The security and protections afforded to us by these systems are not highly visible or even widely known, but that doesn’t make them less critical to our warfighters or to our nation’s defense. What we do matters, and thanks to what we collectively have achieved in this area, we are able to enjoy our freedoms.

One of those freedoms is our ability to explore. When Neil DeGrasse Tyson spoke at this conference in 2012, he made a point that there hasn’t been a true space frontier since the 1970s, when Project Apollo drew to a close.

But now, just five years after Dr. Tyson made those remarks, I believe there is evidence to suggest that we have passed a turning point on the question of frontiers.

It is impossible to ignore the buzz of activity and anticipation around space exploration that has taken hold in the last several years. That’s not only true within industry – and with all sizes of companies getting involved, which is exciting to see – but also at NASA, which just last month saw Congress and the President reaffirm authorization of its current programs as well as Journey to Mars – for the first time since 2010. Reaffirming a national policy of human space exploration is a boost to all our collective efforts.

Thinking about all this activity, I would add to Dr. Tyson’s observation that what we really have are two distinct frontiers in human space exploration. One, of course, is what he was referring to – long-duration, pioneering journeys to new corners of the solar system.

But we are also on the cusp of realizing the true potential of a second frontier — the commercial frontier in low-Earth orbit.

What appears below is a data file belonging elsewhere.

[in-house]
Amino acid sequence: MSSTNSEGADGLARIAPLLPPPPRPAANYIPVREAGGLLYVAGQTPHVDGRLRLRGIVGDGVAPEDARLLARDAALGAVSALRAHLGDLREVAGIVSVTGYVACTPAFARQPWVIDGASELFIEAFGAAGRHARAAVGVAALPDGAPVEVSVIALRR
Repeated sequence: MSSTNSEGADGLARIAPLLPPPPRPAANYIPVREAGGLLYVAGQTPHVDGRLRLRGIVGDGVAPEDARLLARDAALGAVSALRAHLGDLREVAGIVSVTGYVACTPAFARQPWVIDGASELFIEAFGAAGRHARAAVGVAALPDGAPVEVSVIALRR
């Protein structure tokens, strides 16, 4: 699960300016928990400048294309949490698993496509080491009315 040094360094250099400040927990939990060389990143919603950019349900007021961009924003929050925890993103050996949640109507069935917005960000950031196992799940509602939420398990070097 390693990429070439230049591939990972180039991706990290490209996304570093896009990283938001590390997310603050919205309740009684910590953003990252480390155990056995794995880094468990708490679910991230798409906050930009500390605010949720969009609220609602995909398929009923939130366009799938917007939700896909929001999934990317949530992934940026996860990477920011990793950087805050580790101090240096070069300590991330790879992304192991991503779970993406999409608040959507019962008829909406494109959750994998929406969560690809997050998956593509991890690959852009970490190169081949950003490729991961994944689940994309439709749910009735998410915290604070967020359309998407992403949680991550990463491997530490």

Remember that while Apollo’s exploration of lunar destinations ended in 1972, it was project Apollo’s next step — the Apollo Soyuz Test Project and its historic rendezvous of U.S. and Soviet spacecraft in 1975 — that opened the gateway to the International Space Station’s development with the Space Shuttle, and to today’s parallel frontier of collaboration, research, and cooperation in low earth orbit.

This frontier represents the normalization of access to space and the imminent reality that regular travel to orbit will enable a new space economy supporting future generations of research, commercial operations, and even tourism.

Since the Space Shuttle Atlantis touched down for the last time in 2011, we have seen how critical, assured access to space is for the United States, to retain its place as a global leader in this domain.

The advancements we’ve made in public-private partnerships through programs like Commercial Crew are significant steps toward routine access to low-Earth orbit and to the International Space Station. I am very excited about advances on our Commercial Crew spacecraft, the Boeing Starliner, which will return American astronauts to orbit on an American rocket from American soil. And, for the first time ever, Starliner will demonstrate the use of a commercially developed vehicle for reliable human transportation to space. This unique time in the history of Space Exploration was so perfectly highlighted earlier this year when we unveiled the Starliner spacesuit on The Late Show with Stephen Colbert. It was unprecedented, engaging and fun.

But make no mistake: our progress on Starliner is serious. In February, we completed a successful parachute drop test. Just this week we achieved our first power-on test of the vehicle, and are looking forward to our first launch.

So, we’re getting closer to the commercialization of low-Earth orbit, thanks to progress we’ve made through commercial crew partnerships, the planned addition for a commercial airlock on the U.S. segment, and other advances.

But, we’re not there yet. For 16 years, the International Space Station has offered scientists a one-of-a-kind platform for exploration and investigation. Its benefits as a National laboratory include findings in medicine and science that benefit all of humanity, while continuing to teach us about how humans will not just survive, but thrive, in deep space.